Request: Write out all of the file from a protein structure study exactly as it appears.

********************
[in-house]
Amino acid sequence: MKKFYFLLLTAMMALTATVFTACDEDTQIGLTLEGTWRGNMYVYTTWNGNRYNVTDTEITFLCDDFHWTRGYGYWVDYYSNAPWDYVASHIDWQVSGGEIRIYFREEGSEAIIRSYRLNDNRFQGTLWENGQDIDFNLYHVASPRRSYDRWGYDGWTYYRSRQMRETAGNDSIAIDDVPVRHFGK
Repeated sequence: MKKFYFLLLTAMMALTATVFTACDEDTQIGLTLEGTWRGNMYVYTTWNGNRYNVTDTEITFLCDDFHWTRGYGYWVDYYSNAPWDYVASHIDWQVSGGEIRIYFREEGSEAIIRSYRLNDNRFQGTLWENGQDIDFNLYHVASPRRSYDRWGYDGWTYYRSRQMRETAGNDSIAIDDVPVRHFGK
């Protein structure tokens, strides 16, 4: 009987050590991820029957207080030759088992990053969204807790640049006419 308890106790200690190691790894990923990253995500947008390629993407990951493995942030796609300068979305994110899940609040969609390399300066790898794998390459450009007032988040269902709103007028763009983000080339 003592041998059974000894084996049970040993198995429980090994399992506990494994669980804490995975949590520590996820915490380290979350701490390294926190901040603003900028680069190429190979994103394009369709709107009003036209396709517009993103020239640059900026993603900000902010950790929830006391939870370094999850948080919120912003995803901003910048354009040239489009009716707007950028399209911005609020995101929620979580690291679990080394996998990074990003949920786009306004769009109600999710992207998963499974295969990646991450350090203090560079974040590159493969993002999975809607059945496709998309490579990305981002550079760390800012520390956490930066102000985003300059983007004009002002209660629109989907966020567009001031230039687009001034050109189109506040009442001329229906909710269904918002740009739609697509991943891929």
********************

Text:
[in-house]
Amino acid sequence: MKKFYFLLLTAMMALTATVFTACDEDTQIGLTLEGTWRGNMYVYTTWNGNRYNVTDTEITFLCDDFHWTRGYGYWVDYYSNAPWDYVASHIDWQVSGGEIRIYFREEGSEAIIRSYRLNDNRFQGTLWENGQDIDFNLYHVASPRRSYDRWGYDGWTYYRSRQMRETAGNDSIAIDDVPVRHFGK
Repeated sequence: MKKFYFLLLTAMMALTATVFTACDEDTQIGLTLEGTWRGNMYVYTTWNGNRYNVTDTEITFLCDDFHWTRGYGYWVDYYSNAPWDYVASHIDWQVSGGEIRIYFREEGSEAIIRSYRLNDNRFQGTLWENGQDIDFNLYHVASPRRSYDRWGYDGWTYYRSRQMRETAGNDSIAIDDVPVRHFGK
């Protein structure tokens, strides 16, 4: 009987050590991820029957207080030759088992990053969204807790640049006419 308890106790200690190691790894990923990253995500947008390629993407990951493995942030796609300068979305994110899940609040969609390399300066790898794998390459450009007032988040269902709103007028763009983000080339 003592041998059974000894084996049970040993198995429980090994399992506990494994669980804490995975949590520590996820915490380290979350701490390294926190901040603003900028680069190429190979994103394009369709709107009003036209396709517009993103020239640059900026993603900000902010950790929830006391939870370094999850948080919120912003995803901003910048354009040239489009009716707007950028399209911005609020995101929620979580690291679990080394996998990074990003949920786009306004769009109600999710992207998963499974295969990646991450350090203090560079974040590159493969993002999975809607059945496709998309490579990305981002550079760390800012520390956490930066102000985003300059983007004009002002209660629109989907966020567009001031230039687009001034050109189109506040009442001329229906909710269904918002740009739609697509991943891929």